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After a while you just run out of ways to say "that felt like a kick in the balls."

Biggest Contribution: Jose Lopez, +23.4%
Biggest Suckfest: Jake Woods, -27.8%
Most Important Hit: Lopez single, +24.9%
Most Important Pitch: Ozuna homer, -48.7%
Total Contribution by Pitcher(s): -44.9%
Total Contribution by Hitters: -41.2%

(What is this?)

Win Expectancy tells the story in this one. A handy little rule of thumb I like to use is that any play that swings a team's WE at least 20% in either direction is hugely important, and the team that gets more of them by the end of the night is way more likely to end up on top. There were six such plays tonight, with four of them going in Chicago's favor - Konerko's double, Crede's grand slam, Uribe's single, and Ozuna's homer. Four potentially game-changing plays in the last five innings. The reason this one stings so bad is that, watching the game, it felt like the Mariners lost three or four times instead of once.

I guess the upside, if there is one, is that with the way things turned out, at least we won't have to hear about how great Gil Meche looked for the next four days. While his pace was up (which is much appreciated, since a quick Gil Meche is much less traumatizing to watch than the slow methodical suckass we've come to expect), his performance just didn't come with the air of repeatability, as he exited having allowed zero runs in 6+ innings despite walking four to just one strikeout. In that respect, Soriano's first pitch was simply a case where the universe had to right itself as fast as possible, charging Gil with three runs that by all accounts he probably should've allowed much earlier. Hargrove tried to keep it from happening by going to his best reliever to get out of the jam, but there's a very short list of things capable of overcoming the infinite power of the cosmos, and Mike Hargrove's intellect isn't one of them.

The Mariners were able to rally against Freddy Garcia, a Matt Thornton who looks way less different than I expected, and a struggling Cliff Politte, getting a little help from the World Champion Infield Defense in the process for good measure, but I don't think there was a soul among us who felt good with a one-run lead in the eighth inning, because a one-run lead in the eighth inning often turns into a one-run lead in the ninth inning, and that just means we get to watch ol' Tub o' Goo blow the game with one pitch. The only surprise is guessing which is going to be the pitch that sticks the dagger through your heart and out your back, but whether you guess right or wrong, the outcome is always the same, and having the foresight to know which opponent is going to deliver the longball is like somebody forcefully drowning you in a pool of delicious ice-cold Ocean Spray Cranberry Juice Cocktail. In the end, sugarcoated death is still death, no matter how you look at it, and I don't know too many dead guys who take solace in the fact that they saw their demise coming ahead of time.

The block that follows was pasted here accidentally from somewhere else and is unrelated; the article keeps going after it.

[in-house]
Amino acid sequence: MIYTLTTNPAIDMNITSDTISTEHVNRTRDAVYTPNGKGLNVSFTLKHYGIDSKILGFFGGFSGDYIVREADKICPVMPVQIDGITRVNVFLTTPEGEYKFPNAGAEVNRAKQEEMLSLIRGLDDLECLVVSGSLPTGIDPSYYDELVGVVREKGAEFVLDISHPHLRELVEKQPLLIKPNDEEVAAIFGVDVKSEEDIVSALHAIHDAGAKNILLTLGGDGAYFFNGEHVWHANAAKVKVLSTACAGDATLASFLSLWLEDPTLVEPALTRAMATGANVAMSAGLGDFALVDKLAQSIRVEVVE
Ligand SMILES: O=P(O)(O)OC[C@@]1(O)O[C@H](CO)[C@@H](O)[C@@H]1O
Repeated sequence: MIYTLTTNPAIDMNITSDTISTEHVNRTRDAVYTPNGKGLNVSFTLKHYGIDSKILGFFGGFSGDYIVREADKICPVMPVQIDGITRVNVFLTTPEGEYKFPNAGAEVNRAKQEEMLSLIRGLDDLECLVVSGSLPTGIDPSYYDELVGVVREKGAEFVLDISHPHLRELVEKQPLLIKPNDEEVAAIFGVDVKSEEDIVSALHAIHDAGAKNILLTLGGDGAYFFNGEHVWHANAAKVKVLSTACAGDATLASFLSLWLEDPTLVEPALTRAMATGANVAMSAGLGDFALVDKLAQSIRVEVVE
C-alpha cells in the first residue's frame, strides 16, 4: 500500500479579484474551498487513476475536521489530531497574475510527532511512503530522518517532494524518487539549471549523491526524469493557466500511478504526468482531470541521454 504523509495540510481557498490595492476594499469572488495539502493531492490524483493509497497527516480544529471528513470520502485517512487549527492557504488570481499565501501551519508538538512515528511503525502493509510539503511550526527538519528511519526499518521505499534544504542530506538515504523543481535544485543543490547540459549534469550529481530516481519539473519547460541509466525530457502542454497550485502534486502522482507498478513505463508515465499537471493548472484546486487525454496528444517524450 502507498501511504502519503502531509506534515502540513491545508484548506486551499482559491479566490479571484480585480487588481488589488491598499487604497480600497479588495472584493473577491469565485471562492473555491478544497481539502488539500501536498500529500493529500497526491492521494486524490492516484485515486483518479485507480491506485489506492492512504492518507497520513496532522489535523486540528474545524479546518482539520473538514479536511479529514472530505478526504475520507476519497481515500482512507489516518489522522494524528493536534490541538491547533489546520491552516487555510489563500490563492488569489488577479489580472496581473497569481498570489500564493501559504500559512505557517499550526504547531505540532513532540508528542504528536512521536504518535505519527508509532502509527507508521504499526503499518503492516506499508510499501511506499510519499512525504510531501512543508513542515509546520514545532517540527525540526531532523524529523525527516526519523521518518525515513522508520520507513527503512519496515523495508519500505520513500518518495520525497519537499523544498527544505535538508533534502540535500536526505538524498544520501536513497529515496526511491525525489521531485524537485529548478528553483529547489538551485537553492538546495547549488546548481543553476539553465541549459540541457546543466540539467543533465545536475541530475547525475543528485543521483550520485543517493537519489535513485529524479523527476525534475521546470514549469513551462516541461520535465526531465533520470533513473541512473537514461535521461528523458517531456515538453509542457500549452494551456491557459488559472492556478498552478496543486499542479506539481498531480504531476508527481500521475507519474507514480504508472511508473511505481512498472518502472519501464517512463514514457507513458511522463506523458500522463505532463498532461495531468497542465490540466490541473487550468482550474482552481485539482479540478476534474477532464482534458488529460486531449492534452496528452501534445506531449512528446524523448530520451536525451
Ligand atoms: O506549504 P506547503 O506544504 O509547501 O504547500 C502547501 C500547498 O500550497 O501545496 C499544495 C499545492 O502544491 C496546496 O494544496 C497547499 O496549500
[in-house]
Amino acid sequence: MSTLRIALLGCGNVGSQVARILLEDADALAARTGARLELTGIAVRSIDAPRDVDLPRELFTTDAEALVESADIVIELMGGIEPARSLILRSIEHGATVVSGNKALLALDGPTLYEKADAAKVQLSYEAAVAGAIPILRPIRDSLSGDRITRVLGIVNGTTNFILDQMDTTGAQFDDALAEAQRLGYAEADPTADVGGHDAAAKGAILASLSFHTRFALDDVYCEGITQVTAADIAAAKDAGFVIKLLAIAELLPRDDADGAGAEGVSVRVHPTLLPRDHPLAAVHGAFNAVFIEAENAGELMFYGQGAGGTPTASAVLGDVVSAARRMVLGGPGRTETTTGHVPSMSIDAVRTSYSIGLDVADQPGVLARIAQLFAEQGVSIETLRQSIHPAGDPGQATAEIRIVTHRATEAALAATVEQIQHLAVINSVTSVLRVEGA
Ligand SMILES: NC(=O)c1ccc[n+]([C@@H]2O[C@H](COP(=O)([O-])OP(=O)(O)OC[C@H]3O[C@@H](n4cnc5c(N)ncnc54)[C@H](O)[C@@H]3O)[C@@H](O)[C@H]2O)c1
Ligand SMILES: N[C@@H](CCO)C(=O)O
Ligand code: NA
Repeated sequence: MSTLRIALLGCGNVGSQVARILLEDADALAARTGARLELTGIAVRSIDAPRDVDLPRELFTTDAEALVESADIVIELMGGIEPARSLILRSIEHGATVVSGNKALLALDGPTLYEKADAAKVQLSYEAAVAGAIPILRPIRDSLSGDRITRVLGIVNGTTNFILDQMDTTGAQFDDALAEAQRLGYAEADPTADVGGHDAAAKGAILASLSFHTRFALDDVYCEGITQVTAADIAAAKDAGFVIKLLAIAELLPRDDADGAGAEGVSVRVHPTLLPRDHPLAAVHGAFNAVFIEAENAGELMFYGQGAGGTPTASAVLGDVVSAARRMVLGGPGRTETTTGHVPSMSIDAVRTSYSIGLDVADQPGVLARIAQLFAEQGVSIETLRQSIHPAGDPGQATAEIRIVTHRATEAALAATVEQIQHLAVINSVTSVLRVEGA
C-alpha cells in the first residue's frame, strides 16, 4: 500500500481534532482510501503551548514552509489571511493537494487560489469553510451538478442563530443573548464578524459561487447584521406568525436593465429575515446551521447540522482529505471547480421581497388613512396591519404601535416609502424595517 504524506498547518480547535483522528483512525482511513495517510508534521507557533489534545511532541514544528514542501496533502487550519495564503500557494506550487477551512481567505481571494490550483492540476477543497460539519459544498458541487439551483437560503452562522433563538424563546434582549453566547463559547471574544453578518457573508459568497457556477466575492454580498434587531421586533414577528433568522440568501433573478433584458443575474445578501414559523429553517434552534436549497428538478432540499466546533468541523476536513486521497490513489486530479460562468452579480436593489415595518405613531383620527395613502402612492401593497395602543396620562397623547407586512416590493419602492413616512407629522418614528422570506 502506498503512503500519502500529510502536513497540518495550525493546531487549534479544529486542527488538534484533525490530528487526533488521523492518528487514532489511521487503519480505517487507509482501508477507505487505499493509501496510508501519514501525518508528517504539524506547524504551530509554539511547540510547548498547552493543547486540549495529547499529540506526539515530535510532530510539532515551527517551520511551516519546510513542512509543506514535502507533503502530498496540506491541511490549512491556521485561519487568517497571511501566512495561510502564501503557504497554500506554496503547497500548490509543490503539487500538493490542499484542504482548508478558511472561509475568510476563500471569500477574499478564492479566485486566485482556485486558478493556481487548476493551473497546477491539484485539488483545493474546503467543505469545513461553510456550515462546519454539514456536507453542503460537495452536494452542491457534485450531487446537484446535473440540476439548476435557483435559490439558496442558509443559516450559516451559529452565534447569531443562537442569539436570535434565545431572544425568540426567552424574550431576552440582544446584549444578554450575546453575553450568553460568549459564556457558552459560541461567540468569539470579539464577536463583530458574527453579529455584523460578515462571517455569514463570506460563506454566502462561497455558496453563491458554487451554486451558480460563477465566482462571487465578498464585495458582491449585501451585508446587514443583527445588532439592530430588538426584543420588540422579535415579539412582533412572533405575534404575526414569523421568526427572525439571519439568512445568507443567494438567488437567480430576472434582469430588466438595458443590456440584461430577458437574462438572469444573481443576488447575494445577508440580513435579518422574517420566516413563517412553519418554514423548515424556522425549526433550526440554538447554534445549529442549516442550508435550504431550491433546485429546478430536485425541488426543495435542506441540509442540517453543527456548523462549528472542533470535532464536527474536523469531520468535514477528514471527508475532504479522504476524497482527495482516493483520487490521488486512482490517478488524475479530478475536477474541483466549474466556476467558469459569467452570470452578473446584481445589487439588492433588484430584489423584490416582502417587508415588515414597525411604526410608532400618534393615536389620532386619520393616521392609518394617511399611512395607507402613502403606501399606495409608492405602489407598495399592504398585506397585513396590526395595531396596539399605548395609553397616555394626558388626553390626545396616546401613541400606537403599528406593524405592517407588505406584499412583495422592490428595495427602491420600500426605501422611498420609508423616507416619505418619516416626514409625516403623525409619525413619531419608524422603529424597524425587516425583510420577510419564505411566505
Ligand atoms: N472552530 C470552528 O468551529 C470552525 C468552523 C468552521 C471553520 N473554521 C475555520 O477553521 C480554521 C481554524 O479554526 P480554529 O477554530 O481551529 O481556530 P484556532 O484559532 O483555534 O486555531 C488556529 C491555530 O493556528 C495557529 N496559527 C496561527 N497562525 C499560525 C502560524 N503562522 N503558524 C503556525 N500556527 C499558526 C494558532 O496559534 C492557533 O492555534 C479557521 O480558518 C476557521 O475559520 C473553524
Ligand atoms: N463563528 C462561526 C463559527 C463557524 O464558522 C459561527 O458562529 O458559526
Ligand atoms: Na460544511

Pablo Ozuna's first Major League home run in 315 at bats. I could sit here and tell you that it wasn't that bad of a pitch, that it wasn't hit that well, and that US Cellular has crazy home run park factors (right-handed hitters swat 37% more home runs in Chicago than the do on the road), but all that's just pussyfooting around the bigger point that, for the quintillionth time this season, Eddie Guardado blew a lead with two outs in the ninth inning. With a half-decent closer the Mariners would be better than .500 right now, but instead they're 12-17, mired in last place and failing to take advantage of a real lull in the quality of AL West divisional play. It hurts to even think about.